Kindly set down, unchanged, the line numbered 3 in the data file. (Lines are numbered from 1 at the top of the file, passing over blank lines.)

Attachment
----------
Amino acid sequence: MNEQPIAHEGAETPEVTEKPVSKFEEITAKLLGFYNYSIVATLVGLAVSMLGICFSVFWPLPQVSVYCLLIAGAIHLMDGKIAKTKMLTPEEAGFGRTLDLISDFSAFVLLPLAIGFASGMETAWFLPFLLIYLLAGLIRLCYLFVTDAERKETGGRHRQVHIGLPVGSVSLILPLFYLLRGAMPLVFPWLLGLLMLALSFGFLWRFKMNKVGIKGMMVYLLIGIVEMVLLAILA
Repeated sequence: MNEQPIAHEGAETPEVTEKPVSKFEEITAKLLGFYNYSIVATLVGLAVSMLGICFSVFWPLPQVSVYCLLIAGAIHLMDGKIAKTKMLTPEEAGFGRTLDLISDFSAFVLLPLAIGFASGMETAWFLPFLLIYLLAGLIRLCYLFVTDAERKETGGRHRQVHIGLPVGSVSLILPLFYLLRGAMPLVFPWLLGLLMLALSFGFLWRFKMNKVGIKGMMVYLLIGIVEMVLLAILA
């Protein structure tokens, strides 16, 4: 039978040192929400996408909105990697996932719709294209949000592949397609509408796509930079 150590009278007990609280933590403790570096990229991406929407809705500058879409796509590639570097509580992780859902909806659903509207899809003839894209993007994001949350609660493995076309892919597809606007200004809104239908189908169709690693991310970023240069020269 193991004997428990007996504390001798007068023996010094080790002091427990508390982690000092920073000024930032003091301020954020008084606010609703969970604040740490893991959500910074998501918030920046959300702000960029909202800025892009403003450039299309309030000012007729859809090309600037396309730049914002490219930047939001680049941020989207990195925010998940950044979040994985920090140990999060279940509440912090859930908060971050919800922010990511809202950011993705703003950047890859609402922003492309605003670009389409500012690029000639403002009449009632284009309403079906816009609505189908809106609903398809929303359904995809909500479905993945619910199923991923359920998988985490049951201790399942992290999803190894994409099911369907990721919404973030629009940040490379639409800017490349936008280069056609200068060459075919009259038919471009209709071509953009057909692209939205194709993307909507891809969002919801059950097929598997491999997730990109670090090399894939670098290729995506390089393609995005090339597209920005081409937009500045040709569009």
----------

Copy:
């Protein structure tokens, strides 16, 4: 039978040192929400996408909105990697996932719709294209949000592949397609509408796509930079 150590009278007990609280933590403790570096990229991406929407809705500058879409796509590639570097509580992780859902909806659903509207899809003839894209993007994001949350609660493995076309892919597809606007200004809104239908189908169709690693991310970023240069020269 193991004997428990007996504390001798007068023996010094080790002091427990508390982690000092920073000024930032003091301020954020008084606010609703969970604040740490893991959500910074998501918030920046959300702000960029909202800025892009403003450039299309309030000012007729859809090309600037396309730049914002490219930047939001680049941020989207990195925010998940950044979040994985920090140990999060279940509440912090859930908060971050919800922010990511809202950011993705703003950047890859609402922003492309605003670009389409500012690029000639403002009449009632284009309403079906816009609505189908809106609903398809929303359904995809909500479905993945619910199923991923359920998988985490049951201790399942992290999803190894994409099911369907990721919404973030629009940040490379639409800017490349936008280069056609200068060459075919009259038919471009209709071509953009057909692209939205194709993307909507891809969002919801059950097929598997491999997730990109670090090399894939670098290729995506390089393609995005090339597209920005081409937009500045040709569009």